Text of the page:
Above: Euro to Dollar rate shown at daily intervals alongside GBP/USD. Click image for closer inspection.

There is also a further appearance from the ECB's Lagarde at the Frankfurt Forum on US-European GeoEconomics on Wednesday while all of the European appointments are interspersed with a busy schedule of Federal Reserve (Fed) policymakers who appear publicly for the first time since last week's policy decision. 

"The move lower over the past week has been mainly driven by the stronger USD leg following the hawkish policy update from the Fed on Wednesday at which is sent a strong signal that further large hikes will be required through the rest of this year," says Lee Hardman, a currency analyst at MUFG.

"The euro-zone CPI reports are expected to reveal that inflation has not yet peaked in the region, while the US PCE deflator should provide more encouragement that the peak for inflation has already past," Hardman also said in a Friday research briefing. 

It's not clear if anything in the European calendar will be enough to stop the uptrend in the U.S. Dollar, which rose aggressively against many currencies after last week's interest rate decision, although this Friday's release of the latest Core PCE price index will be watched closely by the market.

This is the Fed's preferred measure of inflation and is set to be followed by appearances from no less than three Federal Open Market Committee members including Vice Chair Lael Brainard, while the Dollar could be sensitive to any optimistic takes on their part about the outlook for U.S. inflation.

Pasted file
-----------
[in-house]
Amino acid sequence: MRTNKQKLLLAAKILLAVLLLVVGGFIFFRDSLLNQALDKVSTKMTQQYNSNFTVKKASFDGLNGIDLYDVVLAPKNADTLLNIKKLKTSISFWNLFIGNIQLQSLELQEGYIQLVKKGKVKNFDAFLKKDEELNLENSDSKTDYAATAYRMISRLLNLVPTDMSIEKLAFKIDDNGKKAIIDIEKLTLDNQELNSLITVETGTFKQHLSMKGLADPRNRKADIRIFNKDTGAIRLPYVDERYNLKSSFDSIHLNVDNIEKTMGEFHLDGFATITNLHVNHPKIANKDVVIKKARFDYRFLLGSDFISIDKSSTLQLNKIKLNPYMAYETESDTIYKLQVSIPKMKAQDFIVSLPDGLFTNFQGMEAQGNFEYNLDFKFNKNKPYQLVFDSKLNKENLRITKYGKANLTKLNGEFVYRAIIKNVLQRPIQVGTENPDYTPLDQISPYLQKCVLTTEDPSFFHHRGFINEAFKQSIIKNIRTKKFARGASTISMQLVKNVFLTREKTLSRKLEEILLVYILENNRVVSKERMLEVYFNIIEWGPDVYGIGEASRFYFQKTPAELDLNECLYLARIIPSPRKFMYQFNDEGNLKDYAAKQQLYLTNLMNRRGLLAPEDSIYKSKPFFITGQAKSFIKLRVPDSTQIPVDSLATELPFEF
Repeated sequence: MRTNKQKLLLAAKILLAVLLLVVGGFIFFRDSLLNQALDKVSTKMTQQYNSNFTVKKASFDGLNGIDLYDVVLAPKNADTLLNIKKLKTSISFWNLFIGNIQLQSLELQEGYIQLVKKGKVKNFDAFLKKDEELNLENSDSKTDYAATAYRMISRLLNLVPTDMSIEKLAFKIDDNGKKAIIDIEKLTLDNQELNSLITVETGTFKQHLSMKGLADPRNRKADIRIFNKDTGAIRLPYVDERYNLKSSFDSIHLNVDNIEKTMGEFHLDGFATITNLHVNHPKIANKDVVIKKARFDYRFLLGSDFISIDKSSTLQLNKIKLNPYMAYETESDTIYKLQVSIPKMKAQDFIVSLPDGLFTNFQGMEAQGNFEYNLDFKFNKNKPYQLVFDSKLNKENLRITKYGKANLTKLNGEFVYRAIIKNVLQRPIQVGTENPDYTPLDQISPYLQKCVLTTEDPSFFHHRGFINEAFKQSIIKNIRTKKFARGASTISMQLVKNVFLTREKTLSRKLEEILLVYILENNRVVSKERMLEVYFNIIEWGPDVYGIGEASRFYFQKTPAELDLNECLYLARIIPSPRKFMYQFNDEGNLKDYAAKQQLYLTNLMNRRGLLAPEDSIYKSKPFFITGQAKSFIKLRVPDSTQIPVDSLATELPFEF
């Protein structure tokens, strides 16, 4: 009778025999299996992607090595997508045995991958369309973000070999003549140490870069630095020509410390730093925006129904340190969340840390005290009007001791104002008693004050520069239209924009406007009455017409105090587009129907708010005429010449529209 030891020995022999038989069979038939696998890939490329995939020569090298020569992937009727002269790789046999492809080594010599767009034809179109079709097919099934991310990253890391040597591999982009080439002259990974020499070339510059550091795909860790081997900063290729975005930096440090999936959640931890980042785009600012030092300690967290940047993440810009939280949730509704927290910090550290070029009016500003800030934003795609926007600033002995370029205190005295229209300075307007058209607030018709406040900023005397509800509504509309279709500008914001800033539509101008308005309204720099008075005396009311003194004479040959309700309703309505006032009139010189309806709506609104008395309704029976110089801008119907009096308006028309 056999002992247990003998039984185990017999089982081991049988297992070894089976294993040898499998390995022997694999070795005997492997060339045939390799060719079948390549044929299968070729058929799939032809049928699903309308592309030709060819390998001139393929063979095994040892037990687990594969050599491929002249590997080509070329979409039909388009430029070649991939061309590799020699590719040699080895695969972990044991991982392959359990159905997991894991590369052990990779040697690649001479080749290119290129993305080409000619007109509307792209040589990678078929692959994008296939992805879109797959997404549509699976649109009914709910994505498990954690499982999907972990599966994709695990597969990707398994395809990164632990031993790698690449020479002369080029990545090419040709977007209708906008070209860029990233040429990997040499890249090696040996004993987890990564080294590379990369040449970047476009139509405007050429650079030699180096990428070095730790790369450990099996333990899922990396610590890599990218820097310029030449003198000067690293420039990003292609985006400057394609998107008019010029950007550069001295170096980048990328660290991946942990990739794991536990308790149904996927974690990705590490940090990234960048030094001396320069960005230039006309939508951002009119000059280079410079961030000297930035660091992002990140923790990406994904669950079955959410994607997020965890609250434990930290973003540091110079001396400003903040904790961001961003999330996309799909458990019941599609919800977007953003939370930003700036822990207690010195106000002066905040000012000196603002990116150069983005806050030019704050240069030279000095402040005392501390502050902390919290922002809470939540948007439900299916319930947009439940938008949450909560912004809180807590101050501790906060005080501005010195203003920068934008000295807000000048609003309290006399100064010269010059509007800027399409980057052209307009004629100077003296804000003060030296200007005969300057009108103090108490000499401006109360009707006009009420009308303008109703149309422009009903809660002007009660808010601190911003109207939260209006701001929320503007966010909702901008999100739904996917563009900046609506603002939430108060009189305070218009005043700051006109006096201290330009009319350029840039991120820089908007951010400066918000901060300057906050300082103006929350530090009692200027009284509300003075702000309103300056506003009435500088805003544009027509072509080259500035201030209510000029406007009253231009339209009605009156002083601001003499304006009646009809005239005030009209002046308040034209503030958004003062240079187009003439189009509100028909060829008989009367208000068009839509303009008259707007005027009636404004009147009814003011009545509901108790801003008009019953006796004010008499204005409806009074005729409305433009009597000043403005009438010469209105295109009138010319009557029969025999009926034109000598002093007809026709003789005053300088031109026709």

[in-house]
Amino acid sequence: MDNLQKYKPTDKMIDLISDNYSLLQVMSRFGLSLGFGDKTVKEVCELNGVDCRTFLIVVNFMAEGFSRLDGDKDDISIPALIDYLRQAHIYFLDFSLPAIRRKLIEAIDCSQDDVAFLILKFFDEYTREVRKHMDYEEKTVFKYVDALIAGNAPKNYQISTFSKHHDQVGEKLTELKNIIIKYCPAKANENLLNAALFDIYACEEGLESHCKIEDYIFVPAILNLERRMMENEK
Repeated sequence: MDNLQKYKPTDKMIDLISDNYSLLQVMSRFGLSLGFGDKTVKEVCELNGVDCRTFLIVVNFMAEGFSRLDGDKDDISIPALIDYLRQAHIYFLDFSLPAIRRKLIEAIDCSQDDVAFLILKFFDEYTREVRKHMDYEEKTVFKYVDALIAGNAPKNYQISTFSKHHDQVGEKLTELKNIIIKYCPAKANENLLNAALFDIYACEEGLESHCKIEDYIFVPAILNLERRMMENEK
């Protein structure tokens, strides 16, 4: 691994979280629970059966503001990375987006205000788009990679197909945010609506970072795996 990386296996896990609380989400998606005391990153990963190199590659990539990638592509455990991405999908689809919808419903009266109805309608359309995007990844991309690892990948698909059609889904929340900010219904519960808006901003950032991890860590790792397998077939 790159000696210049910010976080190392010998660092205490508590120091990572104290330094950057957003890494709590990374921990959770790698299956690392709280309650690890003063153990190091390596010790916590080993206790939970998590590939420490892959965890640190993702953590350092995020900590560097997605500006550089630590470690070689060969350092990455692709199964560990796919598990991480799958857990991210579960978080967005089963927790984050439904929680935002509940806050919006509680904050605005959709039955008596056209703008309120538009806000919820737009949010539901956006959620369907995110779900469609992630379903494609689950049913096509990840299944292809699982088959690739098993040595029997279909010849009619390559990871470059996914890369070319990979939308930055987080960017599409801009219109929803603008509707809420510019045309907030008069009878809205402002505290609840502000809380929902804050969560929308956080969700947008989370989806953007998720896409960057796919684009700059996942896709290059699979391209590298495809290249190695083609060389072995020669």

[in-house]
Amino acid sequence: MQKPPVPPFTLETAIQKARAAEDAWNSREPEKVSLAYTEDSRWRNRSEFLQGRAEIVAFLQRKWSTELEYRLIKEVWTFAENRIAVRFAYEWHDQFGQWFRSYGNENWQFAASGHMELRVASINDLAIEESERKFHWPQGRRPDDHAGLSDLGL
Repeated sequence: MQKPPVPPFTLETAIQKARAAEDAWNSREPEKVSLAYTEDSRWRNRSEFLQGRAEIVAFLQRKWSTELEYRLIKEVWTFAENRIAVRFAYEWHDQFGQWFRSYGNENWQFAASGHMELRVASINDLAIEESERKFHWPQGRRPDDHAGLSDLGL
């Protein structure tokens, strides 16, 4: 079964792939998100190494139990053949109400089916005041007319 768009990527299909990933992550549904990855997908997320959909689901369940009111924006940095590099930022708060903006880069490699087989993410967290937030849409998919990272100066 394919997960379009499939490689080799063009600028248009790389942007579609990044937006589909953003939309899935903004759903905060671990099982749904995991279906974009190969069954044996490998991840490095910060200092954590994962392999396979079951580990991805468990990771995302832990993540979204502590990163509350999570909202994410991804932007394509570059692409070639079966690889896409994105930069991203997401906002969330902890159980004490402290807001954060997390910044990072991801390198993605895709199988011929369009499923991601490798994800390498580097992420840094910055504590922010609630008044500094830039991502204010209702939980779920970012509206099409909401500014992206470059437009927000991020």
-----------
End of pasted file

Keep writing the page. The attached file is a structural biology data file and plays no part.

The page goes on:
Above: U.S. Dollar Index shown at monthly intervals with Fibonacci retracements of 2002 downtrend indicating medium and long-term areas of technical resistance. Click image for more detailed inspection.

The Fed lifted the top end of the Fed Funds rate range to 3.25% last week and warned that significant further increases are still likely, with the benchmark projected to rise above 4.5% at some time next year as part of the bank's effort to ensure that inflation returns to the 2% target.

This would see the Dollar offering what will potentially be, by then, a higher yield than all other G10 currencies that could further burnish its appeal to the market.

That prospect and poor investor sentiment toward the global economy have weighed heavily on the Euro in recent trading while ensuring that many commentators remain pessimistic about the outlook for the single currency.

"A hawkish Fed has prepared markets for a prolonged hiking cycle while Europe’s recessionary outlook due to ballooning energy prices should increasingly favor a lower EURUSD," says Thomas Flury, head of FX strategies at UBS Global Wealth Management. 

"We think it’s too early to bottom-fish in EURUSD. We would hedge near-term EURUSD downside risks into next year until the Fed signals an end to the hiking cycle," Flury wrote in a Friday review of the outlook for the Euro. 

Above: EUR/USD at monthly intervals with Fibonacci retracements of 2002 uptrend indicating long-term areas of technical support and Fibonacci trend extension of 2014 downtrend highlighting possible targets or otherwise pivot points for the Euro.